A letter was sent from the Saudi Minister of Commerces (also a senior PIF member) to governments across the globe, including our own Secretary of State for International Trade, the Rt Hon Elizabeth Truss MP. In this letter KSA spell out that they believe the WTO reported completely vindicated their position on piracy and that if any nation had an issue with piracy before this date they only have to 'send us an e-mail'. For anyone who ever read the WTO report, this hardly feels like an appropriate response.
The UK confirmed it would now lift the embargo on the sale of arms to Saudi Arabia. With all sales having been suspended from the 20 June 2018 following a court ruling which implicated UK armaments in the killing of civilians in the Yemen, the ruling was seen as a landmark in trade relations between the UK and KSA and reaffirmed their previous relationship as strong allies, with the two Nations very much open for business.
Appearing on Good Morning Britain, host Piers Morgan asked the fiancee of murdered journalist Jamal Khashoggi for her views on the proposed takeover of Newcastle United. Her response: "For the fans, I want to say, if Mike Ashley's tenure has been like a bad dream, for them the Crown Prince will be like a nightmare". Hatice Cangiz had been invited onto the programme to discuss the newly imposed sanction the UK had placed on, amongst other things, those deemed responsible for her fiancee's death.
Saudi Arabia passes more anti-piracy laws into legislation. A memorandum passed by the ruling Prince places further prohibitions on the streaming of movies and sports in the region. The documents outlines a number of further steps that will also be introduced to address the issues, including awareness campaigns, the tightening of process and procedures, training and enforcement. The measures can only be seen as a positive step by those shining a spotlight on Saudi Arabia for their previous issues.
On this day KSA announced that findings of their High Court would permanently suspend the right of BeIN to broadcast in the Kingdom. The move was justified on the basis that BeIN were a monopolistic broadcaster and were also fined 10 million riyals (approximately £2.5m). Quite what this meant for the takeover was unclear, but with PIF and those bidding for the club apparently not informed this was about to happen, and with this leaving the Nation with no legitimate means of watching Premier League football, it certainly felt significant.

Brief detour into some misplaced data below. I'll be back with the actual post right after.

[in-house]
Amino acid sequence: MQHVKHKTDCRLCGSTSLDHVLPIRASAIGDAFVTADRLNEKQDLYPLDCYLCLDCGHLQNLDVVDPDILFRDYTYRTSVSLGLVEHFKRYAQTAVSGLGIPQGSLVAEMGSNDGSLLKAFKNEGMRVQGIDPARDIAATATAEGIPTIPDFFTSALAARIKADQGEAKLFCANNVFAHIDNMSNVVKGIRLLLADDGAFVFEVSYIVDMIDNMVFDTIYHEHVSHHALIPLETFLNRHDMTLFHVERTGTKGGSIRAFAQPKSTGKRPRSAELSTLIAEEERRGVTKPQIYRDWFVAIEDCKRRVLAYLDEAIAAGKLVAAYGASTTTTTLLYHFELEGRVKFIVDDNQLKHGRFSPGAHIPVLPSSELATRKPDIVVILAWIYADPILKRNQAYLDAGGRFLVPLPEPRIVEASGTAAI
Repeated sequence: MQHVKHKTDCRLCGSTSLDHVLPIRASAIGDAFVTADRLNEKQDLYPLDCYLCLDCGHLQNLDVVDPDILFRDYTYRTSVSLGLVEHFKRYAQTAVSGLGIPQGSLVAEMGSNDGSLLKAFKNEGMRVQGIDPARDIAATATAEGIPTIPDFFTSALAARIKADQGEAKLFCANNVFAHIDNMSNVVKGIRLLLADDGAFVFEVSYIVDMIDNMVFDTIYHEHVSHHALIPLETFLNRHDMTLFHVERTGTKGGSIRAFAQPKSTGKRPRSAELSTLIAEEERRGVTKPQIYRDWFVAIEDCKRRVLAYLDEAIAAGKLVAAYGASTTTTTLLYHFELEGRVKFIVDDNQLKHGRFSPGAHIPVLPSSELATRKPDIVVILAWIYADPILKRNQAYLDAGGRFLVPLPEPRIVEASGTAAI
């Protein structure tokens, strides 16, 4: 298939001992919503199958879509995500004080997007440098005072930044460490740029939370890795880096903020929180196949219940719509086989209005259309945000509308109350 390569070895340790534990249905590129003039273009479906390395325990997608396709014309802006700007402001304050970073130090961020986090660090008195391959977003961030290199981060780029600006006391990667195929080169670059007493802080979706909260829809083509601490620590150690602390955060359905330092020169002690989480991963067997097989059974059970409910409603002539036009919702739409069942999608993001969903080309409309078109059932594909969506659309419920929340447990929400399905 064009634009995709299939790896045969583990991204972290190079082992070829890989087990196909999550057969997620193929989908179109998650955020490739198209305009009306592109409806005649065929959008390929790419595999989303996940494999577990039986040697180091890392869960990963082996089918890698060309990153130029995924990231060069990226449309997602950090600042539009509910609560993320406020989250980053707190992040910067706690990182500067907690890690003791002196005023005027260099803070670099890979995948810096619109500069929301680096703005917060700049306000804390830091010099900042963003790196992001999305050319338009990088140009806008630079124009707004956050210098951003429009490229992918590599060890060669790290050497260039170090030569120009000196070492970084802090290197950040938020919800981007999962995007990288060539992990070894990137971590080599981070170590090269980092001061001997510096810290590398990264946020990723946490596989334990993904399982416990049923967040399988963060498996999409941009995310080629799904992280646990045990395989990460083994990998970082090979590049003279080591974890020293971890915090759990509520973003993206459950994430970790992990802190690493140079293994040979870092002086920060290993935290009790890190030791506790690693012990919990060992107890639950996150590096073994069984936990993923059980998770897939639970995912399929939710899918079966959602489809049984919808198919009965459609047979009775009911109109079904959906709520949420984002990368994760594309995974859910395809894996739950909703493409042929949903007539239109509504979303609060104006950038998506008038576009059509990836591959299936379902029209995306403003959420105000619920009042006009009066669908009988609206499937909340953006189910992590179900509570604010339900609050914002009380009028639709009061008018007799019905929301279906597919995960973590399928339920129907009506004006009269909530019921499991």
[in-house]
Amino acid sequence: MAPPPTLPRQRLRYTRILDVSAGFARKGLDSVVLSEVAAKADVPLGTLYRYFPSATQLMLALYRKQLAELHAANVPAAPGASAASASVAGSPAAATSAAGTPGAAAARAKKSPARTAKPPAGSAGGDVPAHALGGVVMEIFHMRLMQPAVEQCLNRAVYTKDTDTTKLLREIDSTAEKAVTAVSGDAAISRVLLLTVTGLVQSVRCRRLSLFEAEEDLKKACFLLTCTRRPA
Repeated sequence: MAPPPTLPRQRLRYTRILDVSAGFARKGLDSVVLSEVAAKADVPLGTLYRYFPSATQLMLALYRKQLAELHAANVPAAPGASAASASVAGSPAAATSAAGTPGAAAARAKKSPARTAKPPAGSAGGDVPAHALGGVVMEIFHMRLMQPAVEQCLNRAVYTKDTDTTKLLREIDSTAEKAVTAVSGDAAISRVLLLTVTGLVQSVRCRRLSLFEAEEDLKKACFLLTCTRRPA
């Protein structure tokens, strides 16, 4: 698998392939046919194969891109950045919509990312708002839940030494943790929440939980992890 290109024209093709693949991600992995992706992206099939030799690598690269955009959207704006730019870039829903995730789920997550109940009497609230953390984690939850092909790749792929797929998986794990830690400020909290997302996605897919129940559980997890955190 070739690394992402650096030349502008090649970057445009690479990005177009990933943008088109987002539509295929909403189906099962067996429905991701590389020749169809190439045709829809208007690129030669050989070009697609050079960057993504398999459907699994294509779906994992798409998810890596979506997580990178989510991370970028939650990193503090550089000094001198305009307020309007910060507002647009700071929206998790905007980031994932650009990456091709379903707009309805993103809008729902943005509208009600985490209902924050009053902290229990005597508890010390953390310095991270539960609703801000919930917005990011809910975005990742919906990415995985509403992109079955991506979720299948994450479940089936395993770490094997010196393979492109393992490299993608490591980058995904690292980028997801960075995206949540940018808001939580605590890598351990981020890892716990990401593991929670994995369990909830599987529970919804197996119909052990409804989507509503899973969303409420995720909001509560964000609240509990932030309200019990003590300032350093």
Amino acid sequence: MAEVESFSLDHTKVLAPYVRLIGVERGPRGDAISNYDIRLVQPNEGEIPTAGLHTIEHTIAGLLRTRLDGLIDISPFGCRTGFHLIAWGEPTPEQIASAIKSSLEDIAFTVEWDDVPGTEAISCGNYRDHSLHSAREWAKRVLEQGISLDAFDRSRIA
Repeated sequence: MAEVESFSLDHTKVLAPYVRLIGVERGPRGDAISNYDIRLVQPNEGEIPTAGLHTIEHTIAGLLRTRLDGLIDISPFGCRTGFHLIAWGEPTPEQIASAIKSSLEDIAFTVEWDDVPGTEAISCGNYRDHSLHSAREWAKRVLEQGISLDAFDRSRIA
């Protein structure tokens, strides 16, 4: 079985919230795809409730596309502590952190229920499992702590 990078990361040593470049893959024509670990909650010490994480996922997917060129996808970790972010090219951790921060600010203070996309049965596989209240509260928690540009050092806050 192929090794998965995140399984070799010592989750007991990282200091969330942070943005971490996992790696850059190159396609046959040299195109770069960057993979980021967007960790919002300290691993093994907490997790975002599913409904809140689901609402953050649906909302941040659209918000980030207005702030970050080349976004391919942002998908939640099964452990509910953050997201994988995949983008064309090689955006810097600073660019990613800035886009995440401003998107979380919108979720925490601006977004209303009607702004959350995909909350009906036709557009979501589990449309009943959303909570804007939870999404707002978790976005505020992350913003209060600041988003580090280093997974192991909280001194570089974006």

And when you add in the pressure that is reportedly being applied from a number of currently Premier League clubs, who perhaps have their own selfish reasons not to want a rejuvenated Newcastle United throwing its financial muscle around not just England but Europe, you can see why this is quite the puzzle for the Premier League.
For certain the lawyers fees related to this application will be greater than any Owners and Directors test that has gone before. And you feel which ever way it goes the Premier League are going to lose something.
Not for one minute can you contemplate a proud nation like the Saudis taking kindly to being 'rejected' by the Premier League. Not when you consider the money and investment they plough into the UK. Their relationship with the UK government is as uncomfortable as it is fiscally necessary (we'll not bore you with pictures of MBS with the Queen or the Prime Minister, or other world leaders - you get the point).
On the other side of the coin the introduction of Gary Hoffman as the new Chairman of the Premier League could add an interesting twist. The thought of new lorry loads of foreign wealth sloshing its way into his League will not be lost on the former Investment Banker.
The other issue for the Premier League, of course, is that it is not MBS who is applying to be on he Board at Newcastle. Representation here will be in the form of Yasir al-Rumayyan, the governor of PIF, whilst there is also likely to be a permanent Saudi UK resident on the Board too. This gives the Premier League a huge headache, as for all it's rules, the only one they can really turn to in stopping the deal is probably this:
Meaning that the Board will have to provide their 'opinion' that either a potential Saudi Director, of the source of its money, would break the rules. Do they have the stomach to take on that legal minefield of essentially being the only organisation in the world to accuse and hold judgement of wrongdoing, indirectly, on the Crown Prince. Strong stuff. That is, of course, unless they change the rules mid process. And no-one can see that happening.
For Newcastle fans it feels very much like hunting for the end of a rainbow right now. Is there to be a pot of gold at the end of all of this?
4 weeks, the Premier Leagues indicative maximum timescale, has come and gone. #cans have been placed on ice to the point of freezing. What would have been joy will now perhaps be relief when all this is done and the polls are clear...
97% of those surveyed in a recent fans forum were in favour of a deal that would see Newcastle not just transformed, but would make the Magpies the richest club in the world.
If those dreams did come true then that is a subject for another day. For now, we all just want this to be over!